Feedback can be a real blessing or, in some cases, a curse.
Take for example helpful feedback: gently pointing out what someone's saying or doing isn't working well.
The recipient feels better.
But then there's hurtful feedback: pointing out one's frailties or focusing on their weakness.
The recipient feels worse.
In audio, hurtful feedback is called positive feedback. You hear it as a squeal or a loud whistle when someone gets a live microphone too close to a loudspeaker.
In an audio circuit we use what's known as negative feedback. Though it sounds like it shouldn't be a good thing, negative feedback is one of the essential tools we designers have at our disposal. We take the output of an amplifier and feed it back into the amp's input. There, the two signals are compared and corrections applied so that the output more closely matches the input.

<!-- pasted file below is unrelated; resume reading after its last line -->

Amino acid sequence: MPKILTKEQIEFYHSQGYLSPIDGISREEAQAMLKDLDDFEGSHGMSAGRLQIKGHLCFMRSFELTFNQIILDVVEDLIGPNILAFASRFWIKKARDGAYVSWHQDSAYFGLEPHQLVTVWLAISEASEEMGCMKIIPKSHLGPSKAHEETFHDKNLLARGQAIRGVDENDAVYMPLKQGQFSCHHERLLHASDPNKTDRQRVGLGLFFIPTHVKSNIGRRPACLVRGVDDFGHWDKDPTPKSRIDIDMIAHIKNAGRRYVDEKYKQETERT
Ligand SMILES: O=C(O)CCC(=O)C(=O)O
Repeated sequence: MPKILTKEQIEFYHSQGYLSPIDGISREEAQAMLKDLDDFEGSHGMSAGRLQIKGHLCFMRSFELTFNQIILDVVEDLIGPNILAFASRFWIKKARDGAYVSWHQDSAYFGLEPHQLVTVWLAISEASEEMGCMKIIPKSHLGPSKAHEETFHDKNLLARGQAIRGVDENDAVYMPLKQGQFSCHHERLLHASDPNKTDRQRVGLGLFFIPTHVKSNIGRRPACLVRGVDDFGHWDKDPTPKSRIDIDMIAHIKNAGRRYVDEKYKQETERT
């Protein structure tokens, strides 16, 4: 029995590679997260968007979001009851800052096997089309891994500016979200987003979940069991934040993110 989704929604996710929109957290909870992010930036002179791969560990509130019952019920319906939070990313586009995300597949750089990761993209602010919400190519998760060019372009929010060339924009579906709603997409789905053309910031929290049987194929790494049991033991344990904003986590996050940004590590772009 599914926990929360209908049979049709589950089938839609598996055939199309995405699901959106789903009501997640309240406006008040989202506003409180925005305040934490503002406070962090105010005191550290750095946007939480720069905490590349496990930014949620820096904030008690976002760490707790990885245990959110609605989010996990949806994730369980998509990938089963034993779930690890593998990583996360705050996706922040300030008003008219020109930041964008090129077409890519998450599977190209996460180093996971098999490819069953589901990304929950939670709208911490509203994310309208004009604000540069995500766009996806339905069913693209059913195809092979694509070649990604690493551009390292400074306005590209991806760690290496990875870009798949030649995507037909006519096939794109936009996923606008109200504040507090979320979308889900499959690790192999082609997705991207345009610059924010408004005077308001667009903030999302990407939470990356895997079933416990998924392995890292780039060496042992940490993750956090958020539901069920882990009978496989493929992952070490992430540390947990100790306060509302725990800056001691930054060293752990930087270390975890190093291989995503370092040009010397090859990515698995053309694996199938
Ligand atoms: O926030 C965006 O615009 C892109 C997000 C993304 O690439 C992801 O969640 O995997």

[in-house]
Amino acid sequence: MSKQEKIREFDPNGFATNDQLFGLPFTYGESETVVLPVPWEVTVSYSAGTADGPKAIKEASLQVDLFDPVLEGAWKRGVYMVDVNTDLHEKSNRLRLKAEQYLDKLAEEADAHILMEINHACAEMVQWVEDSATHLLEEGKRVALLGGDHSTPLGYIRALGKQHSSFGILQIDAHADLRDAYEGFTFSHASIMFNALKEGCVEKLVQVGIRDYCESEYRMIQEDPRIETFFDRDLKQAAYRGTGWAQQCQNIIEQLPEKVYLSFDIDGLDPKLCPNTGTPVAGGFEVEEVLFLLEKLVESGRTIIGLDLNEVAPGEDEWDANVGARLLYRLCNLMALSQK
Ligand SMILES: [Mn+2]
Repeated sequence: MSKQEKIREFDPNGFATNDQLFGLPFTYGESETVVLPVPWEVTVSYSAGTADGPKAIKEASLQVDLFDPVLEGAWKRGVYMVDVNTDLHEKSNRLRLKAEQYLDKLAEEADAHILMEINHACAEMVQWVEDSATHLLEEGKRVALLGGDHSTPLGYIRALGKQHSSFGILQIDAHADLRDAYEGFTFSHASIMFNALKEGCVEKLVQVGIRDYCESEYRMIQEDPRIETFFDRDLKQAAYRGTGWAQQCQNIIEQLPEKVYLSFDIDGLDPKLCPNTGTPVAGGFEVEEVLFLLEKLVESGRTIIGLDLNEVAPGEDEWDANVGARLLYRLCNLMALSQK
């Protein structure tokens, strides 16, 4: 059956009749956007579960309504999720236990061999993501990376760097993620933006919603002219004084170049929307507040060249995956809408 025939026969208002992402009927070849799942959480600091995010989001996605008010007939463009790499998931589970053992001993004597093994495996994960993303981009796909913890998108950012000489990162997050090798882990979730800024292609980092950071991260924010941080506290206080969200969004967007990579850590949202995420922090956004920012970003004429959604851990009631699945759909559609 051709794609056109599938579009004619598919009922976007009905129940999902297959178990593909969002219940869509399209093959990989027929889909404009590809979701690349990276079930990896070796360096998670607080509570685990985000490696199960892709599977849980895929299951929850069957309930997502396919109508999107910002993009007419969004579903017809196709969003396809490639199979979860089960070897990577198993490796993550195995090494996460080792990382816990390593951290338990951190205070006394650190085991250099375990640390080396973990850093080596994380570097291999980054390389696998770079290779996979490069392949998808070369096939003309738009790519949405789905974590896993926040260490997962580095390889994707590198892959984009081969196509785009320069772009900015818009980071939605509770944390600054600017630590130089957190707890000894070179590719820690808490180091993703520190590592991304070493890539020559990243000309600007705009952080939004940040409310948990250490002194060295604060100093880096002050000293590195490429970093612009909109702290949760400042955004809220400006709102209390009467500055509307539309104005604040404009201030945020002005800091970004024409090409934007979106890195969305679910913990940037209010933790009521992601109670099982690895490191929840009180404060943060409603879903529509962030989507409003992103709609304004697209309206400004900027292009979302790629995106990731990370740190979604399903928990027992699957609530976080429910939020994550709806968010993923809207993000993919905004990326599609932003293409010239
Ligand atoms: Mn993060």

Like any corrective action, we're always better off with getting the base circuit working as well as possible before adding any kind of feedback. Which is why we always strive to design our circuitry to work without feedback—a condition known as open loop (the "loop" refers to this output to input loop).
Get the open loop response and distortion perfected and then the addition of a bit of negative feedback is like icing on a cake.